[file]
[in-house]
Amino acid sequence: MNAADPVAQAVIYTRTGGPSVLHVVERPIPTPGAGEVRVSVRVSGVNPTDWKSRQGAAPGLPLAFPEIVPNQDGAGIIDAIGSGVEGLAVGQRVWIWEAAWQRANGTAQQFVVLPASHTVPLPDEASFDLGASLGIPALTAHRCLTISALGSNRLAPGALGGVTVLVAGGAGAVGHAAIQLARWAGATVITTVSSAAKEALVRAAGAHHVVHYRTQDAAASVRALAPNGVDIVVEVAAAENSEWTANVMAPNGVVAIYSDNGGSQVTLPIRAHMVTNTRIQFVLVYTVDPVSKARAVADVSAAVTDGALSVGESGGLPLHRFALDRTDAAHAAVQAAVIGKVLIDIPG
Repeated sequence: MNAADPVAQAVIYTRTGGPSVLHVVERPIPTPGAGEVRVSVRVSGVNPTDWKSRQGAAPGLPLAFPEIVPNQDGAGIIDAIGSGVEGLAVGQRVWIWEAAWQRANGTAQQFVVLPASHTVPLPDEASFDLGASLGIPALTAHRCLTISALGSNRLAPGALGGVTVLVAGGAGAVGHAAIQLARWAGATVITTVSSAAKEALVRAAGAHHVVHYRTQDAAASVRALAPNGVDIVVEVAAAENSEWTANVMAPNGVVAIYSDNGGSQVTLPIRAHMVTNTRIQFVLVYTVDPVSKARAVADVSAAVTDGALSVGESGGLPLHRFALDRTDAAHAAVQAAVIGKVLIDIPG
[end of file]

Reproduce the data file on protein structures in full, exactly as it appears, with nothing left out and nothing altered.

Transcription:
[in-house]
Amino acid sequence: MNAADPVAQAVIYTRTGGPSVLHVVERPIPTPGAGEVRVSVRVSGVNPTDWKSRQGAAPGLPLAFPEIVPNQDGAGIIDAIGSGVEGLAVGQRVWIWEAAWQRANGTAQQFVVLPASHTVPLPDEASFDLGASLGIPALTAHRCLTISALGSNRLAPGALGGVTVLVAGGAGAVGHAAIQLARWAGATVITTVSSAAKEALVRAAGAHHVVHYRTQDAAASVRALAPNGVDIVVEVAAAENSEWTANVMAPNGVVAIYSDNGGSQVTLPIRAHMVTNTRIQFVLVYTVDPVSKARAVADVSAAVTDGALSVGESGGLPLHRFALDRTDAAHAAVQAAVIGKVLIDIPG
Repeated sequence: MNAADPVAQAVIYTRTGGPSVLHVVERPIPTPGAGEVRVSVRVSGVNPTDWKSRQGAAPGLPLAFPEIVPNQDGAGIIDAIGSGVEGLAVGQRVWIWEAAWQRANGTAQQFVVLPASHTVPLPDEASFDLGASLGIPALTAHRCLTISALGSNRLAPGALGGVTVLVAGGAGAVGHAAIQLARWAGATVITTVSSAAKEALVRAAGAHHVVHYRTQDAAASVRALAPNGVDIVVEVAAAENSEWTANVMAPNGVVAIYSDNGGSQVTLPIRAHMVTNTRIQFVLVYTVDPVSKARAVADVSAAVTDGALSVGESGGLPLHRFALDRTDAAHAAVQAAVIGKVLIDIPG